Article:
Where ignorance is a right

As reported by Arvind Singh Bisht, Times of India, 29 Jun 2008, TNN

LUCKNOW: The Right to Information (RTI) Act needs to be put on oxygen in Uttar Pradesh. A wake up call has almost become a necessity for even senior officials candidly admit their ignorance about the Act. Ironically, this is the situation which prevails three years after the law was enacted on June 15, 2005 by the Parliament.

What is most disturbing is that neither the chief secretary (CS) nor the director general of police (DGP) evinced any interest in creating awareness about the Act, according to the observations made in various judgments of the State Information Commission (SIC).

The most glaring example of this is the letter written by principal secretary, irrigation, Manjit Singh to secretary SIC. In his letter (2416/08-27-Singh-2-3(25)/07 dated June 18, 2008, Singh explained to the commission that the delay in granting information to one Tulisi Ballabh Gupta, general secretary, diploma engineers and architect sangh of the irrigation department, UP, was due to lack of knowledge about the necessary procedure under the RTI Act.

Under the Act, information sought by an applicant needs to be furnished by the department concerned maximum within 30 days. In the absence of it, the issue could be taken up in the first appeal to be heard by the next competent official, appointed for the purpose by the department.

However, an applicant under the Act has an option to directly approach the SIC after the expiry of 30 days deadline. But in the above case, the matter came before the commission only after the applicant approached the next competent official, who in that case was the special secretary working directly under Singh. But the said officer kept sitting over the file.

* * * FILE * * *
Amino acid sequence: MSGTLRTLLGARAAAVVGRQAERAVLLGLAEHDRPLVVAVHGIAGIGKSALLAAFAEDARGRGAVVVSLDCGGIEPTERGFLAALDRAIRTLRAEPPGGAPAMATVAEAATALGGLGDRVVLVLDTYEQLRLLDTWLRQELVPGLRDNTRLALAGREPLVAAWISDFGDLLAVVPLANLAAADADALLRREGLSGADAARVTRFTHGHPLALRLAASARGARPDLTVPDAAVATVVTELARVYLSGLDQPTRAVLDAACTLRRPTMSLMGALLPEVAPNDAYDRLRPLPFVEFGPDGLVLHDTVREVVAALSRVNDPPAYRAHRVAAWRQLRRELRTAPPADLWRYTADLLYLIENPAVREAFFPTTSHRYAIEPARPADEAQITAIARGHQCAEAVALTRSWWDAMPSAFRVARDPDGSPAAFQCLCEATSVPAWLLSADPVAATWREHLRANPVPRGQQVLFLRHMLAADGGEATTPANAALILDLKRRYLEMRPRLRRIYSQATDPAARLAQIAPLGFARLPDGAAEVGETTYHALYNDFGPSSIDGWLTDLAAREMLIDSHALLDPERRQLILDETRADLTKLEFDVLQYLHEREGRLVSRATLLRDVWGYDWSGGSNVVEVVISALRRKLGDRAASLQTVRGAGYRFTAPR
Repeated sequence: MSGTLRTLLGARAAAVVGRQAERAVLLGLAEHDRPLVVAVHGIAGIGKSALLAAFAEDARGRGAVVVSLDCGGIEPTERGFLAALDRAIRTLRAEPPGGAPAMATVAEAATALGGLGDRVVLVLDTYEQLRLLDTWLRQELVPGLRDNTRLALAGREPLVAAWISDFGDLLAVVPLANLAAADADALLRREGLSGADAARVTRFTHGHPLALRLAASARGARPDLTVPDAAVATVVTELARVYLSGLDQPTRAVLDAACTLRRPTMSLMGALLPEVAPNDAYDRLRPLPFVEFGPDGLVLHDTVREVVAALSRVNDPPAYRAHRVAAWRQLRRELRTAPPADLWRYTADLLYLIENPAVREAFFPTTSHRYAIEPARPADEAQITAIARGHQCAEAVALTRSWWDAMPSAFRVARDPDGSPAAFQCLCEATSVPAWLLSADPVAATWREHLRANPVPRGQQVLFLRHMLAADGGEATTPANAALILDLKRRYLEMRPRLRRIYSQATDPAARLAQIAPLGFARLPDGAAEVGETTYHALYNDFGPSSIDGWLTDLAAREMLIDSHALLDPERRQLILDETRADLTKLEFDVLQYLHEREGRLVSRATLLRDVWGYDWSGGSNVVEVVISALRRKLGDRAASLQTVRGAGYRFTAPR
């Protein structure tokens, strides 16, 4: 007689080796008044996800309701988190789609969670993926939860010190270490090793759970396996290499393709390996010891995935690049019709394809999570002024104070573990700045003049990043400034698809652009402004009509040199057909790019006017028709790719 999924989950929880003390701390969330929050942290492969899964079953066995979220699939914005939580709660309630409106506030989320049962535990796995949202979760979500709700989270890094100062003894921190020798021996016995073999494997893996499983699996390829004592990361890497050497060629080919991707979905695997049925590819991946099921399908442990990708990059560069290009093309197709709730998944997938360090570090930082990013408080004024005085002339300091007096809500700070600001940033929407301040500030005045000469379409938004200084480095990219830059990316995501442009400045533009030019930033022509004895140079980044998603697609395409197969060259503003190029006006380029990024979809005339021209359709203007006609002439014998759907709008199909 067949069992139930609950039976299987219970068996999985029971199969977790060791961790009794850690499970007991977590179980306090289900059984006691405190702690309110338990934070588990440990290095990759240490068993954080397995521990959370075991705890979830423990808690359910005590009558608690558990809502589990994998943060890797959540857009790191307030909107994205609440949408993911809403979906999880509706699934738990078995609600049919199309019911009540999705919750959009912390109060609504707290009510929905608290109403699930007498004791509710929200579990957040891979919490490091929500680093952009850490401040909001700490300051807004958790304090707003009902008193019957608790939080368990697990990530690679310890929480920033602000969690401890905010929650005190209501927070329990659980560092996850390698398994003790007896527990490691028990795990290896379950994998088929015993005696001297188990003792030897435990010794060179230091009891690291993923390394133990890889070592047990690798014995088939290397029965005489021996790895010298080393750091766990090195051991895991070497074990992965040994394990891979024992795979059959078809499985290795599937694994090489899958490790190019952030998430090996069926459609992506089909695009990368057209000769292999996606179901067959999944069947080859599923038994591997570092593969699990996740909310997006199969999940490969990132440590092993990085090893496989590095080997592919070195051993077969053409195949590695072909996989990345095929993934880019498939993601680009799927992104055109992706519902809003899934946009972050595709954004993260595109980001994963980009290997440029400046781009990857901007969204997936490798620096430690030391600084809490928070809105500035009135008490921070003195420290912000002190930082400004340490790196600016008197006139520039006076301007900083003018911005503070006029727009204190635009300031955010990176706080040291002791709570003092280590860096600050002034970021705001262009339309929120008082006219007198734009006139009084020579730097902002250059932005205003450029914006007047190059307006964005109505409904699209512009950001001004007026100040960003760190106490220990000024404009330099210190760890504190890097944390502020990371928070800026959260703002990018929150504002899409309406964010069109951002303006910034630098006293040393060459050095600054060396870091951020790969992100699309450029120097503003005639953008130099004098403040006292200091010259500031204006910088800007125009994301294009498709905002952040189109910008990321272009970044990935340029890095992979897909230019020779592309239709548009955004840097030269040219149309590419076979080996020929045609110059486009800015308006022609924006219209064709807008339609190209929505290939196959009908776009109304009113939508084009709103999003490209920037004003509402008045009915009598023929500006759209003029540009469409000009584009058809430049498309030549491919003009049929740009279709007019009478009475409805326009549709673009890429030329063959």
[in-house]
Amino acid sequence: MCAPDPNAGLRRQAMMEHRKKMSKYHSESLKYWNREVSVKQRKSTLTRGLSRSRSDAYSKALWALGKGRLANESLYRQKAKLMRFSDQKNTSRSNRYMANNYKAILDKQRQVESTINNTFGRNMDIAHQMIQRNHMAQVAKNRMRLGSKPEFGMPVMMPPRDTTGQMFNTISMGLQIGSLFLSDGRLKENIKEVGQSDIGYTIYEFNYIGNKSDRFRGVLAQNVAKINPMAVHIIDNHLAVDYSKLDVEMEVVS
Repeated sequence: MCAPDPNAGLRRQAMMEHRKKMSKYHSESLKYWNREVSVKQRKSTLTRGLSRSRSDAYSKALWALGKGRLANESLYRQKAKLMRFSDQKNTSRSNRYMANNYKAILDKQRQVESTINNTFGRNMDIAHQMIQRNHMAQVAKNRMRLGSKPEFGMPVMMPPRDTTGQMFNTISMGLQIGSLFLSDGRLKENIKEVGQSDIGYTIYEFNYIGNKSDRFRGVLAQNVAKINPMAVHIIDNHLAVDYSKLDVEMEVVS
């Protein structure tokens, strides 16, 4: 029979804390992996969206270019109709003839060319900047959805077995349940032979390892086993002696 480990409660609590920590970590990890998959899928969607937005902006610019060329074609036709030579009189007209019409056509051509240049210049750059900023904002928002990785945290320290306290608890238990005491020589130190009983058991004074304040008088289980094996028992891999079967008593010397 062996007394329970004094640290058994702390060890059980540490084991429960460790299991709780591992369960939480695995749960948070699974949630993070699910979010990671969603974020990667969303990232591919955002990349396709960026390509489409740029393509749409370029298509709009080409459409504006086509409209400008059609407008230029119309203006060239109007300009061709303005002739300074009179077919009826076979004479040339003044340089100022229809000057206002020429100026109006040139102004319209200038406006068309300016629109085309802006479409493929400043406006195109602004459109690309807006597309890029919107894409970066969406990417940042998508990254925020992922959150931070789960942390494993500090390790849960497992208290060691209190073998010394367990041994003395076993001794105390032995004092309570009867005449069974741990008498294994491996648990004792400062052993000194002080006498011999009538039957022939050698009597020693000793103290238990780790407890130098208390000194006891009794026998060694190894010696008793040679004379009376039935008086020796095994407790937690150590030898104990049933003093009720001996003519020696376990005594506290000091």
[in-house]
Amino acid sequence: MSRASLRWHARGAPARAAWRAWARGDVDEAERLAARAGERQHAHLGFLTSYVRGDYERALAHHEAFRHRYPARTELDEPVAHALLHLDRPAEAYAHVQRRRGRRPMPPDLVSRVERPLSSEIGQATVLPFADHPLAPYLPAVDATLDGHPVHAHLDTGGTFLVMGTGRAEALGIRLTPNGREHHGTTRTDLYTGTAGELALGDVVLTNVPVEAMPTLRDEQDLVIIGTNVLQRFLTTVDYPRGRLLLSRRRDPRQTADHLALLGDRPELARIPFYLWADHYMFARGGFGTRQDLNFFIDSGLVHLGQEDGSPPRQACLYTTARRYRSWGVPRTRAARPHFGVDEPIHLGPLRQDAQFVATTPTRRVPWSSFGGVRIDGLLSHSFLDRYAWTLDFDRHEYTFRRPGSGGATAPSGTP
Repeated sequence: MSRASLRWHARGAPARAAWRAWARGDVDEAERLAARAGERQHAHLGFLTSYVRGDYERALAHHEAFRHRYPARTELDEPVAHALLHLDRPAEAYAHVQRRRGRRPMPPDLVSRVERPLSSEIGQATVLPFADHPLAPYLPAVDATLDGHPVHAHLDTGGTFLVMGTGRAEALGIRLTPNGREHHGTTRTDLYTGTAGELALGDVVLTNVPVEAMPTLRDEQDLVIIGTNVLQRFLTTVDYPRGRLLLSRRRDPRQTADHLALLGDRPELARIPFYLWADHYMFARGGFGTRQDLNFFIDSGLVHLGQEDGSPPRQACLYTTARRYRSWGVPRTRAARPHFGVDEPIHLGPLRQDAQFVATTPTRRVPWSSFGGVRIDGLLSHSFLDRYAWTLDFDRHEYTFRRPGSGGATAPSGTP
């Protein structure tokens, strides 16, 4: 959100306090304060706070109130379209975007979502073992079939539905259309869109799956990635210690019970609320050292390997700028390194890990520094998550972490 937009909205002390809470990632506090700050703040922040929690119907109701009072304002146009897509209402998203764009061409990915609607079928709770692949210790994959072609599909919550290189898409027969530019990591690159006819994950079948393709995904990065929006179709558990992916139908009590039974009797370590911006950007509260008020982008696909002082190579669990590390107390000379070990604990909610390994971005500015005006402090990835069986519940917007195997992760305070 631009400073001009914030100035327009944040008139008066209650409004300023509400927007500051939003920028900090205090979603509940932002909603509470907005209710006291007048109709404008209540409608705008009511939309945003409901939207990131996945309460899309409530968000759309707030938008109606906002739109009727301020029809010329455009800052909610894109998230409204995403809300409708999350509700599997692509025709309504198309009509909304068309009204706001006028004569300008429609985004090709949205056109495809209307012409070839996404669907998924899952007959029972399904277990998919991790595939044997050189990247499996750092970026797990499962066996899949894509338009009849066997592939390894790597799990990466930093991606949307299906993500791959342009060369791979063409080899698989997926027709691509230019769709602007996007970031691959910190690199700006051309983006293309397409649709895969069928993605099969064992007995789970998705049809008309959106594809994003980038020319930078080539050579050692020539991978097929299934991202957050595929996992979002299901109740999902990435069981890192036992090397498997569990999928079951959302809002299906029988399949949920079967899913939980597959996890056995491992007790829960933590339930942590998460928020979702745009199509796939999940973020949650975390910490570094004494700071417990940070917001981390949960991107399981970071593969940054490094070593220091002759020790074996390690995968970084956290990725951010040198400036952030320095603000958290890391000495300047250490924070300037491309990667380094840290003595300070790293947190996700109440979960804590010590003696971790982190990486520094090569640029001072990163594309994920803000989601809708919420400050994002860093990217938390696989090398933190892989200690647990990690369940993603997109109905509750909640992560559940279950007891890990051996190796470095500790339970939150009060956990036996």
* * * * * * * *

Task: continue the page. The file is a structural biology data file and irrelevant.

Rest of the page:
Later, he feigned ignorance about the procedure and took it as an excuse for the delay. This was also explained in his letter by Singh to the SIC.
However, taking a strong exception to this, information commissioner Gyanendra Sharma slapped a fine of Rs 25,000 on the department for the delay and also conveyed his displeasure to Singh, asking him to hold refreshal courses in the RTI Act for officials working under him.

Sharma further ordered that a copy of his order should also be served to chief secretary office. "I am sure this would be an eye-opener for the chief secretary and help him evolving some method to sensitise officials in the state," Sharma observed in his order.

But what makes matters worse is that the commission has found that the CS office does not have its own website like other departments nor has it appointed its own information officer. While raising these questions, the commission has sought to know from the CS about the manner in which it deals with issues raised under the RTI Act in the absence of an information officer.

The police department, perhaps, presents the worst picture. "It's pathetic that district police chiefs have flagrantly violated the norms for giving information to the applicants under the RTI Act and also refused to comply with the order issued to this effect by the DGP," Sharma observed in his order.

Where ignorance is a right-Lucknow-Cities-The Times of India

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